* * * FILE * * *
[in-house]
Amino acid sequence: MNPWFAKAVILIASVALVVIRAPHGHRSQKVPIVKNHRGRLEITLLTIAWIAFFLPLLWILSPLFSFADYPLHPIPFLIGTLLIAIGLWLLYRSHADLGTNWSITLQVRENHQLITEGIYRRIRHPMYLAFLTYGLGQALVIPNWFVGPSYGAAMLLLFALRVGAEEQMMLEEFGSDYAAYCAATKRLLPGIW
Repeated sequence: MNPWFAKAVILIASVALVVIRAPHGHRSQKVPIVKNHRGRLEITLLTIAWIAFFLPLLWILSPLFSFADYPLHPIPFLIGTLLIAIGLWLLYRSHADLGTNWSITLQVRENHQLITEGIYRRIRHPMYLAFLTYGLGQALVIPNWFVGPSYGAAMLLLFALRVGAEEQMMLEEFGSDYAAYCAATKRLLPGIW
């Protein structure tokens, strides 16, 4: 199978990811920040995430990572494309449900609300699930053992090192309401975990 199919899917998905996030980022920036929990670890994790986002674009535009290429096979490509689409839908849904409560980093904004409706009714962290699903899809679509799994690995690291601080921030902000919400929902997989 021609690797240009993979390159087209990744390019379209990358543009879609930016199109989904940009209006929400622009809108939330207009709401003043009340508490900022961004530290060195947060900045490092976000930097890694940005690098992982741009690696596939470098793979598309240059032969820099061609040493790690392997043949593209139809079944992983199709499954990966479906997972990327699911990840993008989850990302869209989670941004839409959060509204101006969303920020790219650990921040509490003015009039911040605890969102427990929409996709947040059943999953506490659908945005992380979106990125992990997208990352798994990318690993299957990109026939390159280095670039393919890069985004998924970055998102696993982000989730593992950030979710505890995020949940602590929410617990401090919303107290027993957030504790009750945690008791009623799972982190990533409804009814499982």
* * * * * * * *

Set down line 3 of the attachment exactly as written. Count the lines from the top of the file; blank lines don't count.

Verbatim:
Repeated sequence: MNPWFAKAVILIASVALVVIRAPHGHRSQKVPIVKNHRGRLEITLLTIAWIAFFLPLLWILSPLFSFADYPLHPIPFLIGTLLIAIGLWLLYRSHADLGTNWSITLQVRENHQLITEGIYRRIRHPMYLAFLTYGLGQALVIPNWFVGPSYGAAMLLLFALRVGAEEQMMLEEFGSDYAAYCAATKRLLPGIW